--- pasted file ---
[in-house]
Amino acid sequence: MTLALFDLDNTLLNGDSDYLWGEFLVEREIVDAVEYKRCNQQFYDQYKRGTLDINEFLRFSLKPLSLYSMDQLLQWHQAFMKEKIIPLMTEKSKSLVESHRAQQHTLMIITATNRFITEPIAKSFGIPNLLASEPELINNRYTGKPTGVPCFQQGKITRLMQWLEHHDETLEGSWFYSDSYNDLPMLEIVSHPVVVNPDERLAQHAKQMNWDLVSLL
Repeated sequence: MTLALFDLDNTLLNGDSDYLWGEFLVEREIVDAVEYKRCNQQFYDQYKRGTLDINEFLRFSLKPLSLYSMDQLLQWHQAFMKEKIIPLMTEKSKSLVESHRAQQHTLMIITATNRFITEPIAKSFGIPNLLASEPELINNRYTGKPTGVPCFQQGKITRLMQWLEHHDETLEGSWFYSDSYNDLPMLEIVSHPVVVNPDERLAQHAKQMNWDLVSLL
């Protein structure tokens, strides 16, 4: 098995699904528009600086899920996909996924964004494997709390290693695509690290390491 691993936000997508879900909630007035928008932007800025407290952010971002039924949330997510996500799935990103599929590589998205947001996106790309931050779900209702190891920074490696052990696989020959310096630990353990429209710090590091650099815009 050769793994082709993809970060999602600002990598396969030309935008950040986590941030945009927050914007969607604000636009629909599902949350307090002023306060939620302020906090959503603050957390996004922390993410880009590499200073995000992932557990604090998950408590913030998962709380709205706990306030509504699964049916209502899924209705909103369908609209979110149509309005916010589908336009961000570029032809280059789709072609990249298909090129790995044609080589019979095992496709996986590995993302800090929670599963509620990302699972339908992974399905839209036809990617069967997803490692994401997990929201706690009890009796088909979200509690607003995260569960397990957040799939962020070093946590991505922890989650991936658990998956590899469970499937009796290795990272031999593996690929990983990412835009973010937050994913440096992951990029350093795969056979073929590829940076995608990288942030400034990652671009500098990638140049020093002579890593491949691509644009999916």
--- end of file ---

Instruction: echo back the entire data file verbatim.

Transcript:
[in-house]
Amino acid sequence: MTLALFDLDNTLLNGDSDYLWGEFLVEREIVDAVEYKRCNQQFYDQYKRGTLDINEFLRFSLKPLSLYSMDQLLQWHQAFMKEKIIPLMTEKSKSLVESHRAQQHTLMIITATNRFITEPIAKSFGIPNLLASEPELINNRYTGKPTGVPCFQQGKITRLMQWLEHHDETLEGSWFYSDSYNDLPMLEIVSHPVVVNPDERLAQHAKQMNWDLVSLL
Repeated sequence: MTLALFDLDNTLLNGDSDYLWGEFLVEREIVDAVEYKRCNQQFYDQYKRGTLDINEFLRFSLKPLSLYSMDQLLQWHQAFMKEKIIPLMTEKSKSLVESHRAQQHTLMIITATNRFITEPIAKSFGIPNLLASEPELINNRYTGKPTGVPCFQQGKITRLMQWLEHHDETLEGSWFYSDSYNDLPMLEIVSHPVVVNPDERLAQHAKQMNWDLVSLL
């Protein structure tokens, strides 16, 4: 098995699904528009600086899920996909996924964004494997709390290693695509690290390491 691993936000997508879900909630007035928008932007800025407290952010971002039924949330997510996500799935990103599929590589998205947001996106790309931050779900209702190891920074490696052990696989020959310096630990353990429209710090590091650099815009 050769793994082709993809970060999602600002990598396969030309935008950040986590941030945009927050914007969607604000636009629909599902949350307090002023306060939620302020906090959503603050957390996004922390993410880009590499200073995000992932557990604090998950408590913030998962709380709205706990306030509504699964049916209502899924209705909103369908609209979110149509309005916010589908336009961000570029032809280059789709072609990249298909090129790995044609080589019979095992496709996986590995993302800090929670599963509620990302699972339908992974399905839209036809990617069967997803490692994401997990929201706690009890009796088909979200509690607003995260569960397990957040799939962020070093946590991505922890989650991936658990998956590899469970499937009796290795990272031999593996690929990983990412835009973010937050994913440096992951990029350093795969056979073929590829940076995608990288942030400034990652671009500098990638140049020093002579890593491949691509644009999916």